After an impressive season at a better team with higher-level coaches and more sophisticated tactics, the player has started to gain attention from European clubs. A Portuguese club offers to pay either €4million for the 50% share owned by the club or €8million for 100% of the player’s rights. In these cases, agencies tend to prefer to keep their stake than make a quick return as the potential gains from the next sale are often much more.
It must also be noted that transfers of ownership rights can be made throughout the contract. E.g. the Portuguese club, after a certain period of time, can offer to buy out a percentage of the agency’s stake, and vice-versa.
This has happened on countless occasions in recent years, particularly with transfers from South America to Portugal, from where they are then sold on for astronomical sums to Europe’s elite. Super-agent Jorge Mendes and his company Gestifute played a pivotal role in bringing the likes of Falcao, Anderson and Angel Di Maria from across the Atlantic, then arranging massive transfers to other top European clubs.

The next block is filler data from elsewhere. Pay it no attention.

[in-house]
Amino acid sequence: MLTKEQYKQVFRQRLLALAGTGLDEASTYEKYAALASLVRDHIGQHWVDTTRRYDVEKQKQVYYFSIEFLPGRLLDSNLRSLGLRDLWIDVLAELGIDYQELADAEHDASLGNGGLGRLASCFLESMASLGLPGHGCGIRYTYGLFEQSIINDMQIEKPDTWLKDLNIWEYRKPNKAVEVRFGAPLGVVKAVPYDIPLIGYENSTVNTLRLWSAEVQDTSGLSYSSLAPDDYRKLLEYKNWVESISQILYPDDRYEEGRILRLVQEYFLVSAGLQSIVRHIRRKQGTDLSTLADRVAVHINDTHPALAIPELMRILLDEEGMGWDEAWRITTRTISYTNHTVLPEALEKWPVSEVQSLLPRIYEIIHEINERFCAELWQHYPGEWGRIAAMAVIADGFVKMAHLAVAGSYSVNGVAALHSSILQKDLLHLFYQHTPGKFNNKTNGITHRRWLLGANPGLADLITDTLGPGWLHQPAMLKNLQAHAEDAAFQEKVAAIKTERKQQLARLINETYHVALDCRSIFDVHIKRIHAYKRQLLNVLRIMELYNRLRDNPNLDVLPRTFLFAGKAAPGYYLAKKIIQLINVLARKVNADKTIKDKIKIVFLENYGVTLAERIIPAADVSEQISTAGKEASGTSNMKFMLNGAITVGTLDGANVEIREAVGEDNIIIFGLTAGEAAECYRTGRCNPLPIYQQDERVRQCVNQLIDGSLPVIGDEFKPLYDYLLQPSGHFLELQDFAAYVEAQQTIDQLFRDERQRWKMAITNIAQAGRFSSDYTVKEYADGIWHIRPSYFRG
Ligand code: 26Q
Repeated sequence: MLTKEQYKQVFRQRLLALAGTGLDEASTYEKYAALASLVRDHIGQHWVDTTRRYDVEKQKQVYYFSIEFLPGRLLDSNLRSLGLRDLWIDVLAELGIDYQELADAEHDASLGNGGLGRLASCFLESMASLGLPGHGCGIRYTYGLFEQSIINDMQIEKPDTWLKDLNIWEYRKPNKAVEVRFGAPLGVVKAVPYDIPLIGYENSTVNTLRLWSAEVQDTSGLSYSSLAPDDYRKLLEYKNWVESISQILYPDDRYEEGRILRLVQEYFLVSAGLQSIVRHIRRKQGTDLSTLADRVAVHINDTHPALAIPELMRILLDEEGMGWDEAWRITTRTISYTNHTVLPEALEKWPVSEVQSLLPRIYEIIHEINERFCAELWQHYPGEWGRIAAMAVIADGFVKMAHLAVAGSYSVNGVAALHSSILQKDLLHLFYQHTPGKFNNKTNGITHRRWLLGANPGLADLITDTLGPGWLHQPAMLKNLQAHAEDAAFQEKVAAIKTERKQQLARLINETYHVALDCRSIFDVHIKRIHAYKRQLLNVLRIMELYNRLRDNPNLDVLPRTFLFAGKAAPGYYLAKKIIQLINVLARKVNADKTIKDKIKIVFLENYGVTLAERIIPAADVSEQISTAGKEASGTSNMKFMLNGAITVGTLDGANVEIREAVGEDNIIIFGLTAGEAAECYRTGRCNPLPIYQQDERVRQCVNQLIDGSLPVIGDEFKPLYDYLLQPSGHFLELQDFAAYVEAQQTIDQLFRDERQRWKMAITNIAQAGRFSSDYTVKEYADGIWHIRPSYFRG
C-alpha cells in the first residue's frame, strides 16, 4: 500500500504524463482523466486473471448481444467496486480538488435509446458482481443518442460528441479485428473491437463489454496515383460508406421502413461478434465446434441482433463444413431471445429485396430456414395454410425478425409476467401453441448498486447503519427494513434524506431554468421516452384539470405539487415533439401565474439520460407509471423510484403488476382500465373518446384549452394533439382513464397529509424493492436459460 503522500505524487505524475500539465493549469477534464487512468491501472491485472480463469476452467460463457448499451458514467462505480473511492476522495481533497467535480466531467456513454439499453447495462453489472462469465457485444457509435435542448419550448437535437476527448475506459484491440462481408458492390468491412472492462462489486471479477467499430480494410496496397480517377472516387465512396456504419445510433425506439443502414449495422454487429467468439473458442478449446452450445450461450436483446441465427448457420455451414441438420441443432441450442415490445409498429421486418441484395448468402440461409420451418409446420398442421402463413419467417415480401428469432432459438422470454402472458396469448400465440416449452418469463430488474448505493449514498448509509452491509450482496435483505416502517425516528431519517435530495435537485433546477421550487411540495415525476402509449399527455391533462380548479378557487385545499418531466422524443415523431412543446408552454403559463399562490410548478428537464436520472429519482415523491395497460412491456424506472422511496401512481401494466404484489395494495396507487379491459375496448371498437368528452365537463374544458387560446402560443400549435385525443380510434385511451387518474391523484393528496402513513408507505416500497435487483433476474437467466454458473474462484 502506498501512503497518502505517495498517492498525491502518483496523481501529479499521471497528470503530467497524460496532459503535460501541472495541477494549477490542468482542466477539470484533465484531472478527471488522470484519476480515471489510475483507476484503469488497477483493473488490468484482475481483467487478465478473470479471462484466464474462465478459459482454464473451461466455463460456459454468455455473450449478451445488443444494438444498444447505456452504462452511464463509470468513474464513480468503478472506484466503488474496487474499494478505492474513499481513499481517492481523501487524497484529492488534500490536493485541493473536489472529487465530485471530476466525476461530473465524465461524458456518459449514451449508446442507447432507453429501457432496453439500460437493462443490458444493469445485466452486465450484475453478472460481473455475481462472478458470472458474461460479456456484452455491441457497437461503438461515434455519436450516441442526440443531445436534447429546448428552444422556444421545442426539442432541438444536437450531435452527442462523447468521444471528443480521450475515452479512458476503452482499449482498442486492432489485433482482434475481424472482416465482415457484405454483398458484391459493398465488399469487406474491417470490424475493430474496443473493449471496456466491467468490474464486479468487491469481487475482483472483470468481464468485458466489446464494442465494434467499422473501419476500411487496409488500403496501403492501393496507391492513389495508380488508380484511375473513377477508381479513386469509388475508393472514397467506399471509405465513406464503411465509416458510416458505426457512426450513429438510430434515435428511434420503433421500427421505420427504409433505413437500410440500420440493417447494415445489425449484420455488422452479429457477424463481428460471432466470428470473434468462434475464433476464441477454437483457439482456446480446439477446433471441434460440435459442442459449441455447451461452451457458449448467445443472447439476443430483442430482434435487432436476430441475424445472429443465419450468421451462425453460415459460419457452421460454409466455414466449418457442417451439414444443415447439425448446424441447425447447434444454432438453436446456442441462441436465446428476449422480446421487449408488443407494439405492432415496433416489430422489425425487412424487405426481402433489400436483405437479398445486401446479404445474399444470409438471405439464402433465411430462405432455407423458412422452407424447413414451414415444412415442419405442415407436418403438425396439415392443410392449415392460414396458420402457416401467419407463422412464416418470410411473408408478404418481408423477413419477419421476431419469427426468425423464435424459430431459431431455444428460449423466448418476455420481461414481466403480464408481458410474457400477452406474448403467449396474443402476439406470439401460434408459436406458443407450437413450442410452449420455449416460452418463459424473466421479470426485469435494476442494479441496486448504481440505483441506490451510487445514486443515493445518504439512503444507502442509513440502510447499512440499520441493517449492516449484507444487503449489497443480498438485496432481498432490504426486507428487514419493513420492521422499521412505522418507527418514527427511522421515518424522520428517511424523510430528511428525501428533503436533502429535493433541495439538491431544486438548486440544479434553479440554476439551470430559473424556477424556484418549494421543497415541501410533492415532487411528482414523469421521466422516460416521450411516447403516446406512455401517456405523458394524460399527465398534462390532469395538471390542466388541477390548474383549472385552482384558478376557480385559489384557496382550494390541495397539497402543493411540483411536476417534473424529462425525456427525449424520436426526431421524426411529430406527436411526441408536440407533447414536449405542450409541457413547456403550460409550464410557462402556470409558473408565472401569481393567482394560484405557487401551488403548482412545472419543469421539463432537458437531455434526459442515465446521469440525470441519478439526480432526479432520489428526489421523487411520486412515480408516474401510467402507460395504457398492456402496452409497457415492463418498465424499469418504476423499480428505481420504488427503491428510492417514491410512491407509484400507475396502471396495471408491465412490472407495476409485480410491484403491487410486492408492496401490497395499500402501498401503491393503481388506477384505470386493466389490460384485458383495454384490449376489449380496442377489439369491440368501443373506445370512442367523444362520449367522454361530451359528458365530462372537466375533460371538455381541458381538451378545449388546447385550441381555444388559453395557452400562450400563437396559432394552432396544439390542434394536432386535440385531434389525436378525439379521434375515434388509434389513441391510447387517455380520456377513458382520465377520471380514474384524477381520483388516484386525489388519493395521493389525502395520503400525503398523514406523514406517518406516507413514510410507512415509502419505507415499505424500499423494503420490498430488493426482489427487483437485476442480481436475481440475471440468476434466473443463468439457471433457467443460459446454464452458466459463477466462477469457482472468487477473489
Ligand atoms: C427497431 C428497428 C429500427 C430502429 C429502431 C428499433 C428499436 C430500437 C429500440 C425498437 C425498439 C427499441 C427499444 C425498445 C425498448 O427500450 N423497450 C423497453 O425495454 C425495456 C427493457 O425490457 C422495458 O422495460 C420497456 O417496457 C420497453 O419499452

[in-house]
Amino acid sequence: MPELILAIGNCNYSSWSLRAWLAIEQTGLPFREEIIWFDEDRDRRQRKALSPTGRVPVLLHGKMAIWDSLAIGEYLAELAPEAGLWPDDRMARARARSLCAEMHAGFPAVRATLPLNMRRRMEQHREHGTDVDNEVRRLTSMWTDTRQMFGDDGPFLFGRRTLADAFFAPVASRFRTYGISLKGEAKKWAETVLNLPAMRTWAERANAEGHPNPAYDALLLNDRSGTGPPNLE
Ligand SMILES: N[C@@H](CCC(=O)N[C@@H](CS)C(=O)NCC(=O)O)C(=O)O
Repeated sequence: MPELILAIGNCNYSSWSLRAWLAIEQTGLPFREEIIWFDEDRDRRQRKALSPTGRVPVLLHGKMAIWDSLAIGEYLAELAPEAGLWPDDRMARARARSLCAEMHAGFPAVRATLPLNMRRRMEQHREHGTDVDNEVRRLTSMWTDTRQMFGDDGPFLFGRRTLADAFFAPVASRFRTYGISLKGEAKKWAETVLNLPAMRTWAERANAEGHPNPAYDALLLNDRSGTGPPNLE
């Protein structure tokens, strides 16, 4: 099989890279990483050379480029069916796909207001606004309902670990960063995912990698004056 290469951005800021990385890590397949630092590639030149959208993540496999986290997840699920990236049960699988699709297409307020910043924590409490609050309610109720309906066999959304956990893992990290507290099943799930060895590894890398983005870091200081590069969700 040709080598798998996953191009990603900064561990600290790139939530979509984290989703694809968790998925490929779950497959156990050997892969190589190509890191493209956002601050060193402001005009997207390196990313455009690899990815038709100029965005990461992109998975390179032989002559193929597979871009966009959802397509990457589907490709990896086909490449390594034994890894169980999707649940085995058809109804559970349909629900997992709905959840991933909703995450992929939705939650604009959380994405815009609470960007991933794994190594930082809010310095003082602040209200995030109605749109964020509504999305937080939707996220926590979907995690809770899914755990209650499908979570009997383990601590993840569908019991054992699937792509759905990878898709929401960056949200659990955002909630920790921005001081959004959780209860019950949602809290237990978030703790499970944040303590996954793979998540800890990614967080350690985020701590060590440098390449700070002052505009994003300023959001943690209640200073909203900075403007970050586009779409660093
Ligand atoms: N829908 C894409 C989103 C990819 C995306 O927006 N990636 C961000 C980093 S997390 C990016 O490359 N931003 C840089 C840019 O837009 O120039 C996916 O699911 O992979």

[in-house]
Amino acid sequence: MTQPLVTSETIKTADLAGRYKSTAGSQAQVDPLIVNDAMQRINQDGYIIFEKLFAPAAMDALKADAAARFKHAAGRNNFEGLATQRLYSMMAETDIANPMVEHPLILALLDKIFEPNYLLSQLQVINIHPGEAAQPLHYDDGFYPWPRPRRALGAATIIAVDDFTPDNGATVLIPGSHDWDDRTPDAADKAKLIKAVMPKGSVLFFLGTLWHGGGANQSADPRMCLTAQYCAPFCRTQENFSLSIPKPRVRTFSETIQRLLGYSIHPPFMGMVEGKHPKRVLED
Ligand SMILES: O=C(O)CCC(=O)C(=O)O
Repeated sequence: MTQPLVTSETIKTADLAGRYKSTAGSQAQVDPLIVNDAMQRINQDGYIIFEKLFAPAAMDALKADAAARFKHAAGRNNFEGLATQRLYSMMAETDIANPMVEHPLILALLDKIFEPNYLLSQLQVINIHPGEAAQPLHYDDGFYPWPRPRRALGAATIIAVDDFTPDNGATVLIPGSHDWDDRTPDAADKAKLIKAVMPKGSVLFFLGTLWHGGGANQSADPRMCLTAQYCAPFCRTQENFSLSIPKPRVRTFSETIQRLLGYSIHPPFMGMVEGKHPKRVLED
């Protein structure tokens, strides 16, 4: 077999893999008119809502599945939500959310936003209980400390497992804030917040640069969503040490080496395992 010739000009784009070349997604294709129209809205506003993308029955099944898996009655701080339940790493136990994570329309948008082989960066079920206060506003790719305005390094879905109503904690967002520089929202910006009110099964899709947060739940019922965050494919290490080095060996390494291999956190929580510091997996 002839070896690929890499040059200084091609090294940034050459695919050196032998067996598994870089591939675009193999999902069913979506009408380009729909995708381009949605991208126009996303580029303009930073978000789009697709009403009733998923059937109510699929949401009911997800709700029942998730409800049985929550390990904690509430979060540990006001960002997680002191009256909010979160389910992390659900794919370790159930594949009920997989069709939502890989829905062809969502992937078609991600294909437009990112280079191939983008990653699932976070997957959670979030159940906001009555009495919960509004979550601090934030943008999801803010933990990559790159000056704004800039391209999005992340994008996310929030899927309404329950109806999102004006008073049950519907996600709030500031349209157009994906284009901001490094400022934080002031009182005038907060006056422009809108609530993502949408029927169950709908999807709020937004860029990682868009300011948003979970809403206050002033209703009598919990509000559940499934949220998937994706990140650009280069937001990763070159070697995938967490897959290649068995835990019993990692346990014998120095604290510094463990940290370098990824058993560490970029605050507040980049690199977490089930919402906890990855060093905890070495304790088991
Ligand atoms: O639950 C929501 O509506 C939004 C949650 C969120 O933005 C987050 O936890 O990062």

The fact that the TPOs often keep a sizeable percentage of players’ rights leads to confusion and misinterpretation with transfer fees stated on record.
For example, if a Benfica player moves to Barcelona at an agreed value of €30m with the agreement that the TPOs keep a 50% stake of the player’s rights, Barcelona will pay €15m while the TPOs merely transfer their 50% stake from Benfica to Barcelona. Yet all news outlets will say Benfica sold that player for €30m.
Not too dissimilar to the one above is the ‘loan’ method – namely in South America again, it is common practice for a TPO to completely buy a player outright from the club he belongs to, making him a free transfer. In this case, the player is offered out to a club on the basis that he remains predominantly under the TPO’s control in a deal which is rather like a loan as opposed to a transfer.
The TPO loans him out with the agreement that the transfer rights remain theirs. Subject to negotiation, the third-party owner may offer up to 25% of that back to the club and take the other 75%. This is perhaps the most secure way for a TPO to guarantee that they have full legal rights of the player in their hands.
This was the case in the infamous Tevez/Mascherano saga when the Argentine stars joined West Ham on this kind of loan from Media Sports Investment. This type of transfer is quite common in Brazil and Argentina but the trend is also now spreading to parts of Europe too; Yaya Toure’s agent Dmitry Selyuk took several of his clients to Metalurh Donetsk while he was vice-president of the club until 2007.